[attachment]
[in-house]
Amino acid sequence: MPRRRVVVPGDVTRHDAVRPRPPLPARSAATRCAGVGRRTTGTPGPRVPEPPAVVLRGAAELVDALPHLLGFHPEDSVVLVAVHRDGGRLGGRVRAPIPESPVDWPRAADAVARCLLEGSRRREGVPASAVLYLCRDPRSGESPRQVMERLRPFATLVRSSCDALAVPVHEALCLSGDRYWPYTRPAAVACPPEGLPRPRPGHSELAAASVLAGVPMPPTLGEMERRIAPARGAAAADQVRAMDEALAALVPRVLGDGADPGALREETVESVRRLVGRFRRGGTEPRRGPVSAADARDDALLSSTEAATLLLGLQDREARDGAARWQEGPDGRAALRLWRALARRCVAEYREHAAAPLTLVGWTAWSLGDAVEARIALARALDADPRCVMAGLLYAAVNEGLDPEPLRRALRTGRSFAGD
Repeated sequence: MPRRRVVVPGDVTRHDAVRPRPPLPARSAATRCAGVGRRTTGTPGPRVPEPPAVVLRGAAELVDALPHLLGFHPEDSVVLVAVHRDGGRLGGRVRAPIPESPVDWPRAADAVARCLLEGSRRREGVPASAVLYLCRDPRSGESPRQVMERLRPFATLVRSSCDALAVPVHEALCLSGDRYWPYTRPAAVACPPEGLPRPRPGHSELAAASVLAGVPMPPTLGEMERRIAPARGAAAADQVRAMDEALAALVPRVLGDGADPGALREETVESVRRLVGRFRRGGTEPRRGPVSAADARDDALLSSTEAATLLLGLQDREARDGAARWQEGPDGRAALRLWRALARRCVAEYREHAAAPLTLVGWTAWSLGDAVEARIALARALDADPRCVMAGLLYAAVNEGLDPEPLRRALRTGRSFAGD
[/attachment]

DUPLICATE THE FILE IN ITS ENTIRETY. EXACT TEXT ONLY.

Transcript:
[in-house]
Amino acid sequence: MPRRRVVVPGDVTRHDAVRPRPPLPARSAATRCAGVGRRTTGTPGPRVPEPPAVVLRGAAELVDALPHLLGFHPEDSVVLVAVHRDGGRLGGRVRAPIPESPVDWPRAADAVARCLLEGSRRREGVPASAVLYLCRDPRSGESPRQVMERLRPFATLVRSSCDALAVPVHEALCLSGDRYWPYTRPAAVACPPEGLPRPRPGHSELAAASVLAGVPMPPTLGEMERRIAPARGAAAADQVRAMDEALAALVPRVLGDGADPGALREETVESVRRLVGRFRRGGTEPRRGPVSAADARDDALLSSTEAATLLLGLQDREARDGAARWQEGPDGRAALRLWRALARRCVAEYREHAAAPLTLVGWTAWSLGDAVEARIALARALDADPRCVMAGLLYAAVNEGLDPEPLRRALRTGRSFAGD
Repeated sequence: MPRRRVVVPGDVTRHDAVRPRPPLPARSAATRCAGVGRRTTGTPGPRVPEPPAVVLRGAAELVDALPHLLGFHPEDSVVLVAVHRDGGRLGGRVRAPIPESPVDWPRAADAVARCLLEGSRRREGVPASAVLYLCRDPRSGESPRQVMERLRPFATLVRSSCDALAVPVHEALCLSGDRYWPYTRPAAVACPPEGLPRPRPGHSELAAASVLAGVPMPPTLGEMERRIAPARGAAAADQVRAMDEALAALVPRVLGDGADPGALREETVESVRRLVGRFRRGGTEPRRGPVSAADARDDALLSSTEAATLLLGLQDREARDGAARWQEGPDGRAALRLWRALARRCVAEYREHAAAPLTLVGWTAWSLGDAVEARIALARALDADPRCVMAGLLYAAVNEGLDPEPLRRALRTGRSFAGD